The aim of the hearing was to bring civic groups, professional associations, representatives of municipal authorities, scientists, etc who either have started or are interested in participating in social-cooperative enterprises for utilising renewable energy sources, together with the existing institutional framework at the European level, the rich experience from different European countries, and possible sources and funding mechanisms for such efforts. Experts from all aformentioned areas highlighted the possibilities and fundamental advantages of the social-cooperative model for promoting decentralized renewable energy production as well as for maximizing the economic and environmental benefits for local communities.
Earlier, Nikos Chrysogelos’ guests attended, and participated with several comments, in the very interesting discussion on the Energy Roadmap for 2050, organized by the Greens, while the previous day, the group of visitors attended the workshop of the Greens on the consequences and lessons learnt from the nuclear disaster in Fukushima last year.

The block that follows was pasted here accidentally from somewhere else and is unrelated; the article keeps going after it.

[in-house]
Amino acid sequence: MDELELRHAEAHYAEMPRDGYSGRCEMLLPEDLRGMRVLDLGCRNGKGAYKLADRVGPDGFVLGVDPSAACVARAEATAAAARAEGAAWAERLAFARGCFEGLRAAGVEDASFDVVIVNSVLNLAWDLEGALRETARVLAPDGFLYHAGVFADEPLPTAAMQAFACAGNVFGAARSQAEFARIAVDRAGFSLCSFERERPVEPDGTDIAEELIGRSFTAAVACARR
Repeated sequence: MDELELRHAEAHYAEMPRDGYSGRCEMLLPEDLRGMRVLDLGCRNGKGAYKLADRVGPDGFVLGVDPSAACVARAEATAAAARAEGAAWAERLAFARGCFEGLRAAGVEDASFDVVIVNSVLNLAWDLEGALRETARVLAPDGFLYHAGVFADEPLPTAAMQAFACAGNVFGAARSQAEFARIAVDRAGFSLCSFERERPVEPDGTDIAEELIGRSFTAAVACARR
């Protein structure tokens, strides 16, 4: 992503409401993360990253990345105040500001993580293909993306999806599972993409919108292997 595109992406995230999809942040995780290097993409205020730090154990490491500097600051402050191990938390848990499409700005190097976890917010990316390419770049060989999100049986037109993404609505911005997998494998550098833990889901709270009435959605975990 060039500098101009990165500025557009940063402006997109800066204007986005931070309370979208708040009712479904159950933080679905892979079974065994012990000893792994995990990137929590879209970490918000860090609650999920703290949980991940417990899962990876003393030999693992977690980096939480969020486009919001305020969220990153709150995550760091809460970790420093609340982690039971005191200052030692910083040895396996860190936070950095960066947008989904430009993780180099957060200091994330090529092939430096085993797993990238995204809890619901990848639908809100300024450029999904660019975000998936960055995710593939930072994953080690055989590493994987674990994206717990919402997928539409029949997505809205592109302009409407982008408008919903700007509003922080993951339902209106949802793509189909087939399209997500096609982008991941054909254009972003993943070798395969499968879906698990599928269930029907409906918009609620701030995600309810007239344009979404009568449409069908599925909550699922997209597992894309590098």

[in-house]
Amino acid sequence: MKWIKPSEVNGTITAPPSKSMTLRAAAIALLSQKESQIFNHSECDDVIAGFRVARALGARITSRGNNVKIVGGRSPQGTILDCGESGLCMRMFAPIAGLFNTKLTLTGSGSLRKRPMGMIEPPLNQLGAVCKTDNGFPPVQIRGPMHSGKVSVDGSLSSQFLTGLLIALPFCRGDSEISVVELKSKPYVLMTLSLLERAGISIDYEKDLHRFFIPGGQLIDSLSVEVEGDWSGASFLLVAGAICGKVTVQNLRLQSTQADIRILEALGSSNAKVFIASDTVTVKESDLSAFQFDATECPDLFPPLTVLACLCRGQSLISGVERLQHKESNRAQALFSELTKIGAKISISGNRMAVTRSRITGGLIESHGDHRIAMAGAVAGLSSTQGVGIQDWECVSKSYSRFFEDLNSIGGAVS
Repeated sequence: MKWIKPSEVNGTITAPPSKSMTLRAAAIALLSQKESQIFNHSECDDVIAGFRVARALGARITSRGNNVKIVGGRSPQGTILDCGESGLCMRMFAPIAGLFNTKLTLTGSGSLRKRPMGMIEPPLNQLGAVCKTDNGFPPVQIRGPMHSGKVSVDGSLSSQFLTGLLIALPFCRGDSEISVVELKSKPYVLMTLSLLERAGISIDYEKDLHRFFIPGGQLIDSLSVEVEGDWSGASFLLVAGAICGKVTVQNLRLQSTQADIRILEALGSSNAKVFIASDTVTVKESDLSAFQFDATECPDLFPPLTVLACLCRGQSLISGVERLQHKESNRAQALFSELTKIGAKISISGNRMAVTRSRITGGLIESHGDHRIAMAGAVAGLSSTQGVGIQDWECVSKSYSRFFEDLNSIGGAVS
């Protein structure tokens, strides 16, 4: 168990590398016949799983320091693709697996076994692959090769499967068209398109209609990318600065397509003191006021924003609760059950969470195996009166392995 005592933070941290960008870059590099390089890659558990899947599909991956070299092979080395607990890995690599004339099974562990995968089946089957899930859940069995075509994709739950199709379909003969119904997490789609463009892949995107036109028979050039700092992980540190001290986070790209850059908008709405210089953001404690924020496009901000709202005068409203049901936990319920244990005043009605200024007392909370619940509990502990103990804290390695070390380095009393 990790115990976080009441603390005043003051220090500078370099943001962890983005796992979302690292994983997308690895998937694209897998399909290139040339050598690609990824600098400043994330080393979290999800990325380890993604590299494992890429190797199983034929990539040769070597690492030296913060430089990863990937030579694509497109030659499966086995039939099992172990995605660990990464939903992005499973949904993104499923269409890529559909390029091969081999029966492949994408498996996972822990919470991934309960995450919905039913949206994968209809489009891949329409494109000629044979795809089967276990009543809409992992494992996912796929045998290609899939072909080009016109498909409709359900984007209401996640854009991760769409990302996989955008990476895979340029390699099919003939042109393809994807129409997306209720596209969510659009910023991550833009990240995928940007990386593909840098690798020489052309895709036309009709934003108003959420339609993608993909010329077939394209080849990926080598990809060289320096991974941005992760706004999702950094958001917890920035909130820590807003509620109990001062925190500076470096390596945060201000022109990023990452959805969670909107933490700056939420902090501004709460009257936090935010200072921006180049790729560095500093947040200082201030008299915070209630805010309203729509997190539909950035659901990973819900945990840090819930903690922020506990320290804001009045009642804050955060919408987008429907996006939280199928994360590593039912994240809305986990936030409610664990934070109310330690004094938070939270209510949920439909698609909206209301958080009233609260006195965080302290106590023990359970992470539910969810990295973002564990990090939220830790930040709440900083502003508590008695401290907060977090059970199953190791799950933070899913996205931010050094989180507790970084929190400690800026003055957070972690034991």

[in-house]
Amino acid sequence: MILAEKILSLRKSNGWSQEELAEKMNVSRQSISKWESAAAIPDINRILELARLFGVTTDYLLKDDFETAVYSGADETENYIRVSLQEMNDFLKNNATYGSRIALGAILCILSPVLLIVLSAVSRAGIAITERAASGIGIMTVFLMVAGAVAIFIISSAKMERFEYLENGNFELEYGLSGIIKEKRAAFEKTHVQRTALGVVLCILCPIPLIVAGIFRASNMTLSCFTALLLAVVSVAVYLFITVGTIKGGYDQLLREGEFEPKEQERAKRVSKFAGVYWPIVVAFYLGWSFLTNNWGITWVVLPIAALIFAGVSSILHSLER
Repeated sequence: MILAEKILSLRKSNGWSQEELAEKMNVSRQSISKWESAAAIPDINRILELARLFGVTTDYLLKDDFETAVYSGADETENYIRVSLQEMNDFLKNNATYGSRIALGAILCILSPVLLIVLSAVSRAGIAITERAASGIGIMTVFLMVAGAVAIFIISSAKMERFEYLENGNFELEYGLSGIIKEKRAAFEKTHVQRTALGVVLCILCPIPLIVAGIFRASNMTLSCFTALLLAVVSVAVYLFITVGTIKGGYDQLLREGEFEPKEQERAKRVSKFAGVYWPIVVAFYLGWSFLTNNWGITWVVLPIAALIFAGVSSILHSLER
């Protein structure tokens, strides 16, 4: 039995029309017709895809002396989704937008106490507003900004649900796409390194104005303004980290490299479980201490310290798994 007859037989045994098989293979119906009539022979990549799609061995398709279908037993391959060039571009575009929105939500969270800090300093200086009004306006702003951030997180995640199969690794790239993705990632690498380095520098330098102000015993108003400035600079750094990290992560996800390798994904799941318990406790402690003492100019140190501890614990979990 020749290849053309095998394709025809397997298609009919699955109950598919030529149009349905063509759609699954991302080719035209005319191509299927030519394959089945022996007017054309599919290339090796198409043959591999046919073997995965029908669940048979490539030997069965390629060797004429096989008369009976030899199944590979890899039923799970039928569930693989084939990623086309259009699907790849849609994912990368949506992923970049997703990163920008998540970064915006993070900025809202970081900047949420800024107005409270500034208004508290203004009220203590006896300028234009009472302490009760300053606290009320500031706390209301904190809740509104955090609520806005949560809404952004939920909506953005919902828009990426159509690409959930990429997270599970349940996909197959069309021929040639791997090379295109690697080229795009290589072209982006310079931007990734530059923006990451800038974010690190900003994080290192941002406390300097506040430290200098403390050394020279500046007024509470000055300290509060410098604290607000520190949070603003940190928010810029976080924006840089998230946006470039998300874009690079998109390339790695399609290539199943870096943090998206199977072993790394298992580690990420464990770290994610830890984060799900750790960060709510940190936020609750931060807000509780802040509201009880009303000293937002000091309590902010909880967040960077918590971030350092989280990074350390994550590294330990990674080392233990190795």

“The response to our invitation from people from so many different regions of Greece, municipal and regional authorities, scientists, representatives of chambers and groups of citizens was really encouraging in terms of promoting the idea of decentralized renewable energy development with true social participation", Nikos Chrysogelos stated. "In a period of a harsh and unprecedented attack on environmental, economic and social sustainability, the creation of social-community enterprises will contribute towards an increased participation of RES that the country needs so urgently, as well as towards battling unemployment and promoting responsible economic activities. Even under the stifling economic conditions experienced currently in Greece, through mobilizing local actors and creative human resources, and through good organization and cooperation with institutions from different countries, it is possible to say in a few years that there exist Greek cities like Güssing in Austria with energy self-sufficiency based on local renewable energy over 70% and thousands of new jobs by SMEs and cooperatives. The participation in our group, of Greeks who have already started such efforts in our country, is definitely a source of inspiration and optimism. Despite the current dependence of Greece on oil and coal, an alternative energy future is possible and a trully social economy is realistic!